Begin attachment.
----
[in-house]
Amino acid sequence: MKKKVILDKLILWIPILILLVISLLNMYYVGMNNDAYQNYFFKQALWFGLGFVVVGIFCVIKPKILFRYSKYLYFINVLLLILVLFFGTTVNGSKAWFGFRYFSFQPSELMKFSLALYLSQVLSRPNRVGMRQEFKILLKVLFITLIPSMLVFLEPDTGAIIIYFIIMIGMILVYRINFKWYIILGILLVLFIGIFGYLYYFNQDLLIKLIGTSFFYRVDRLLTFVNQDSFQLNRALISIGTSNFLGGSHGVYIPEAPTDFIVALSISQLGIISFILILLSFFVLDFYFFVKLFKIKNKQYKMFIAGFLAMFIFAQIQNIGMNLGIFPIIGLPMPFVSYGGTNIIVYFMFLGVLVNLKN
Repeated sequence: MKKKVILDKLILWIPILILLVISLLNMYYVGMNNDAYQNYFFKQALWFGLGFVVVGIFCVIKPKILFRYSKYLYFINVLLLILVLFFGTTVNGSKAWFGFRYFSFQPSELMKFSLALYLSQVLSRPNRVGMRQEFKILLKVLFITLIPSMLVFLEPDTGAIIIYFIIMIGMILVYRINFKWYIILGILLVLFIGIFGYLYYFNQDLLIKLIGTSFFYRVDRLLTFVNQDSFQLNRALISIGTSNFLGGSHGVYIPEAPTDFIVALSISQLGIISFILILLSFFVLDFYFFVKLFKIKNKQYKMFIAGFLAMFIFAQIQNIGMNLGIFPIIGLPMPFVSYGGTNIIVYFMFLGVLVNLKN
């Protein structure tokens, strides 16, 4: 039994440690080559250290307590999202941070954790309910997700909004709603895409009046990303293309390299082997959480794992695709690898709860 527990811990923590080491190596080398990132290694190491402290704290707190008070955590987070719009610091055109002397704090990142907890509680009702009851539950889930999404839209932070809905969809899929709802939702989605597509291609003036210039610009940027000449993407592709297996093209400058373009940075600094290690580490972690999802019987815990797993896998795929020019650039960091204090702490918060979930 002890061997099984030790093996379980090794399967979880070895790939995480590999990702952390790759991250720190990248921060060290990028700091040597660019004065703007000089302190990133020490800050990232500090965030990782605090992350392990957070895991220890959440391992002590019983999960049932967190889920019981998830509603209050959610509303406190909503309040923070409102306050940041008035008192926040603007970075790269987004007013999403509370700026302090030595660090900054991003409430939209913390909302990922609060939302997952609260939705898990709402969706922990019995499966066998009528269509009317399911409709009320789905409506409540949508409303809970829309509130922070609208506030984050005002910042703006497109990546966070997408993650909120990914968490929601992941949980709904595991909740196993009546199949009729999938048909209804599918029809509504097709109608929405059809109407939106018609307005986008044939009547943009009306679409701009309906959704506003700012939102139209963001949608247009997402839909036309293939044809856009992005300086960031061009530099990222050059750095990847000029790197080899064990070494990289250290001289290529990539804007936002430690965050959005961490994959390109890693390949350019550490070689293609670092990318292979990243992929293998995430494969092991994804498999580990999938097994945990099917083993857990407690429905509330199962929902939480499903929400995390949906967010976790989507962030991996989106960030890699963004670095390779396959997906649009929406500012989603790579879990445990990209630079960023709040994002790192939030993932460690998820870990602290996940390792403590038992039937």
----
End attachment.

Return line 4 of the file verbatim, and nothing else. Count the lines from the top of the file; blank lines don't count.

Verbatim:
């Protein structure tokens, strides 16, 4: 039994440690080559250290307590999202941070954790309910997700909004709603895409009046990303293309390299082997959480794992695709690898709860 527990811990923590080491190596080398990132290694190491402290704290707190008070955590987070719009610091055109002397704090990142907890509680009702009851539950889930999404839209932070809905969809899929709802939702989605597509291609003036210039610009940027000449993407592709297996093209400058373009940075600094290690580490972690999802019987815990797993896998795929020019650039960091204090702490918060979930 002890061997099984030790093996379980090794399967979880070895790939995480590999990702952390790759991250720190990248921060060290990028700091040597660019004065703007000089302190990133020490800050990232500090965030990782605090992350392990957070895991220890959440391992002590019983999960049932967190889920019981998830509603209050959610509303406190909503309040923070409102306050940041008035008192926040603007970075790269987004007013999403509370700026302090030595660090900054991003409430939209913390909302990922609060939302997952609260939705898990709402969706922990019995499966066998009528269509009317399911409709009320789905409506409540949508409303809970829309509130922070609208506030984050005002910042703006497109990546966070997408993650909120990914968490929601992941949980709904595991909740196993009546199949009729999938048909209804599918029809509504097709109608929405059809109407939106018609307005986008044939009547943009009306679409701009309906959704506003700012939102139209963001949608247009997402839909036309293939044809856009992005300086960031061009530099990222050059750095990847000029790197080899064990070494990289250290001289290529990539804007936002430690965050959005961490994959390109890693390949350019550490070689293609670092990318292979990243992929293998995430494969092991994804498999580990999938097994945990099917083993857990407690429905509330199962929902939480499903929400995390949906967010976790989507962030991996989106960030890699963004670095390779396959997906649009929406500012989603790579879990445990990209630079960023709040994002790192939030993932460690998820870990602290996940390792403590038992039937």